Health care: accessibility good, affordability bad

Grand Valley residents have a lot for which to be grateful in living in a growing hub for health care in Western Colorado. But even as the construction of new facilities improves the accessibility of locally delivered services, rising insurance premiums make affordability more problematic.

It seems nearly every issue of the Business Times includes stories about new health care facilities and services. That includes a $4.5 million expansion at Colorado Canyons Hospital and Medical Center in Fruita that will accommodate
so-called transitional patients who no longer require intensive care, but still need rehabilitation and other services.

The Business Times reports in this very issue on plans to open a heart and vascular health center at St. Mary’s Medical Center in Grand Junction.
The $48.5 million facility scheduled to open in January 2019 will offer care currently unavailable without traveling to Denver or Salt Lake City.

This edition of the paper also reports on plans to expand the West Springs psychiatric hospital in Grand Junction, a $34 million project expected to double the number of patients that can be treated there.

That’s not to mention the opening of a new health sciences building at Colorado Mesa University in Grand Junction, a state-of-the-art facility that adds to a health care training program that already enjoys a reputation as one of the best in the state.

Of course, Community Hospital opened a brand new campus in Grand Junction a little more than a year ago.

All this constitutes good news for the Grand Valley not only in terms of the extensive health care services available in new facilities, but also the substantial economic effects of the sector. It’s a tide that lifts a lot of business boats.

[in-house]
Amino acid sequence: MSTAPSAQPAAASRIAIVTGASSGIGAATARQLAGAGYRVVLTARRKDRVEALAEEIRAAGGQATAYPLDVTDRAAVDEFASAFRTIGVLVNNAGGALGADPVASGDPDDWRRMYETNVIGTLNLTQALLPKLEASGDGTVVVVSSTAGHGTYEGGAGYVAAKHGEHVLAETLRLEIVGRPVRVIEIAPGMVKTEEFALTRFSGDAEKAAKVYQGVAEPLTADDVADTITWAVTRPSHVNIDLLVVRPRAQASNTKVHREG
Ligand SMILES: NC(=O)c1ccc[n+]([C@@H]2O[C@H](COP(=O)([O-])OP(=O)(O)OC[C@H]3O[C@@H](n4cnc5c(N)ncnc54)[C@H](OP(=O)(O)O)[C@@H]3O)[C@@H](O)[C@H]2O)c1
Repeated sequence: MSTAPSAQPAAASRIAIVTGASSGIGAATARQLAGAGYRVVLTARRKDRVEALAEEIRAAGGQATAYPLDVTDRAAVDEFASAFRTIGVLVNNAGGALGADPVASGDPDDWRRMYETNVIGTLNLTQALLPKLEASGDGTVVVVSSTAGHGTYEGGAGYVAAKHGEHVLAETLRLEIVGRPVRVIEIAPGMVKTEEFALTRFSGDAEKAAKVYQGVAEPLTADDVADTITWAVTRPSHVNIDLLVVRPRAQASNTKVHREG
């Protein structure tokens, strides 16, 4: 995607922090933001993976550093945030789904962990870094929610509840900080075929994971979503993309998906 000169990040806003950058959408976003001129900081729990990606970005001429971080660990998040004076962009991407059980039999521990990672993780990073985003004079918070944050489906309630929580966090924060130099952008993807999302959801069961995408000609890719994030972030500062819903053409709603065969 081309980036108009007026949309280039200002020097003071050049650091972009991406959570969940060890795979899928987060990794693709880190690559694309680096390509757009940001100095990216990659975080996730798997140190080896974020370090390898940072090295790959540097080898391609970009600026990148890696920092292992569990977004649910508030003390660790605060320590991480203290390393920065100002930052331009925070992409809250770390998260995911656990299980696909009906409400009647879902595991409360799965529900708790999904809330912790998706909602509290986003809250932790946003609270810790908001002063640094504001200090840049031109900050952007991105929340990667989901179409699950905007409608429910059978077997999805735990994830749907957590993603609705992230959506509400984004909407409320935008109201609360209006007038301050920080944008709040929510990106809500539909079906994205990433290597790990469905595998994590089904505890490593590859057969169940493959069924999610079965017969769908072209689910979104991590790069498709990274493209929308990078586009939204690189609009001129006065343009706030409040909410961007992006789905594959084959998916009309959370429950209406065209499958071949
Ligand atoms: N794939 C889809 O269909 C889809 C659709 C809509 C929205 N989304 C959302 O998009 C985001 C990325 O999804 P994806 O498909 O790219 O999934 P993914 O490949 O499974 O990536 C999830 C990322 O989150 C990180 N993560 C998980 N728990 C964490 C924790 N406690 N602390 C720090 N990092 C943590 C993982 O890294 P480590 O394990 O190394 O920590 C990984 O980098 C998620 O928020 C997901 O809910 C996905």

The less good news remains the rising cost of health care and health insurance.

According to the Colorado Division of Insurance, small group premiums for businesses with two to 100 employers will increase an average of 6.6 percent in 2018. Premiums for individual plans will jump an average of 26.7 percent — a proportion big enough to qualify as whopping.

Granted, premiums vary considerably from carrier to carrier and location to location. And the last time we checked, federal tax credits were still available to qualifying consumers to help offset the cost of insurance. But the overall trend of health care costs and health care insurance continues skyward at a pace that far exceeds inflation.

It’s a challenge that persists for health care. The industry is really good at developing new medications, technologies and treatments that are nothing short of miraculous in saving lives and improving the quality of lives. It’s unfortunate similar innovations haven’t been forthcoming to make that miraculous care more affordable.

It’s not a problem for the health care industry alone, or a local or statewide issue. It’s a problem for everyone on a national scale.

So we count our blessings as new facilities deliver the best in health care right here in the Grand Valley. But even as accessibility increases, affordability decreases. We can only pray a cure is soon forthcoming to that particular ailment.